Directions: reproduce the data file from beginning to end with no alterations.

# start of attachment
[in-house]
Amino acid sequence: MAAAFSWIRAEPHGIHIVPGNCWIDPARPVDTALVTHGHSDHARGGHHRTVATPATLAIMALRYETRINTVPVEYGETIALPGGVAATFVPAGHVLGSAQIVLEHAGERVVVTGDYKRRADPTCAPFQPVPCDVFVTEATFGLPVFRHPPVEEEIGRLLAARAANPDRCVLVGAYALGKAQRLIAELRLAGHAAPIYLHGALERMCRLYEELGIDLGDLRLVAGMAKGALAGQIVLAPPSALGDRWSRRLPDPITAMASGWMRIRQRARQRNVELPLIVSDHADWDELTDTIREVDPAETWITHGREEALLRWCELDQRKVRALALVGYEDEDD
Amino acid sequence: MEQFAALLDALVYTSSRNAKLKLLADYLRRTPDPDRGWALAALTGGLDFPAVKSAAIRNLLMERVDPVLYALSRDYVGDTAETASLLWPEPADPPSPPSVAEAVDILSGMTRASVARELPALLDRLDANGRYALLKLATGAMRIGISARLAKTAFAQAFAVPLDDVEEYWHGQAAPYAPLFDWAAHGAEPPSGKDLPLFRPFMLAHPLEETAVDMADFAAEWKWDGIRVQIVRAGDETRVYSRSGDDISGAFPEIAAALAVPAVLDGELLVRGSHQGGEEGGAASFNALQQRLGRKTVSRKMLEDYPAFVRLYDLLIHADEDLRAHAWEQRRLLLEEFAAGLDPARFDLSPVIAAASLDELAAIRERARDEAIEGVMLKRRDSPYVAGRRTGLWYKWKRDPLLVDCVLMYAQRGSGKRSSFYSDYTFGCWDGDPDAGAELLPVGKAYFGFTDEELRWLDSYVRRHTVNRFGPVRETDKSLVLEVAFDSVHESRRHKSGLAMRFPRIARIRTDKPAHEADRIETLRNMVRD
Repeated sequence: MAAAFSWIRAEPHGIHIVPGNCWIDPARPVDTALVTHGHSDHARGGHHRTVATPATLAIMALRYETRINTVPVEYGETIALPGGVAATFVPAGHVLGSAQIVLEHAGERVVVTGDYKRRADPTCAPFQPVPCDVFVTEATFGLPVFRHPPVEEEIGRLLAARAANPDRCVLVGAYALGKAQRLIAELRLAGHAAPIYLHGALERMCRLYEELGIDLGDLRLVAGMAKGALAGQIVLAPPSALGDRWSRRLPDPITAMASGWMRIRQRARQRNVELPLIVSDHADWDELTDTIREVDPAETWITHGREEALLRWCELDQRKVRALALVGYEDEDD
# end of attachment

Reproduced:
[in-house]
Amino acid sequence: MAAAFSWIRAEPHGIHIVPGNCWIDPARPVDTALVTHGHSDHARGGHHRTVATPATLAIMALRYETRINTVPVEYGETIALPGGVAATFVPAGHVLGSAQIVLEHAGERVVVTGDYKRRADPTCAPFQPVPCDVFVTEATFGLPVFRHPPVEEEIGRLLAARAANPDRCVLVGAYALGKAQRLIAELRLAGHAAPIYLHGALERMCRLYEELGIDLGDLRLVAGMAKGALAGQIVLAPPSALGDRWSRRLPDPITAMASGWMRIRQRARQRNVELPLIVSDHADWDELTDTIREVDPAETWITHGREEALLRWCELDQRKVRALALVGYEDEDD
Amino acid sequence: MEQFAALLDALVYTSSRNAKLKLLADYLRRTPDPDRGWALAALTGGLDFPAVKSAAIRNLLMERVDPVLYALSRDYVGDTAETASLLWPEPADPPSPPSVAEAVDILSGMTRASVARELPALLDRLDANGRYALLKLATGAMRIGISARLAKTAFAQAFAVPLDDVEEYWHGQAAPYAPLFDWAAHGAEPPSGKDLPLFRPFMLAHPLEETAVDMADFAAEWKWDGIRVQIVRAGDETRVYSRSGDDISGAFPEIAAALAVPAVLDGELLVRGSHQGGEEGGAASFNALQQRLGRKTVSRKMLEDYPAFVRLYDLLIHADEDLRAHAWEQRRLLLEEFAAGLDPARFDLSPVIAAASLDELAAIRERARDEAIEGVMLKRRDSPYVAGRRTGLWYKWKRDPLLVDCVLMYAQRGSGKRSSFYSDYTFGCWDGDPDAGAELLPVGKAYFGFTDEELRWLDSYVRRHTVNRFGPVRETDKSLVLEVAFDSVHESRRHKSGLAMRFPRIARIRTDKPAHEADRIETLRNMVRD
Repeated sequence: MAAAFSWIRAEPHGIHIVPGNCWIDPARPVDTALVTHGHSDHARGGHHRTVATPATLAIMALRYETRINTVPVEYGETIALPGGVAATFVPAGHVLGSAQIVLEHAGERVVVTGDYKRRADPTCAPFQPVPCDVFVTEATFGLPVFRHPPVEEEIGRLLAARAANPDRCVLVGAYALGKAQRLIAELRLAGHAAPIYLHGALERMCRLYEELGIDLGDLRLVAGMAKGALAGQIVLAPPSALGDRWSRRLPDPITAMASGWMRIRQRARQRNVELPLIVSDHADWDELTDTIREVDPAETWITHGREEALLRWCELDQRKVRALALVGYEDEDD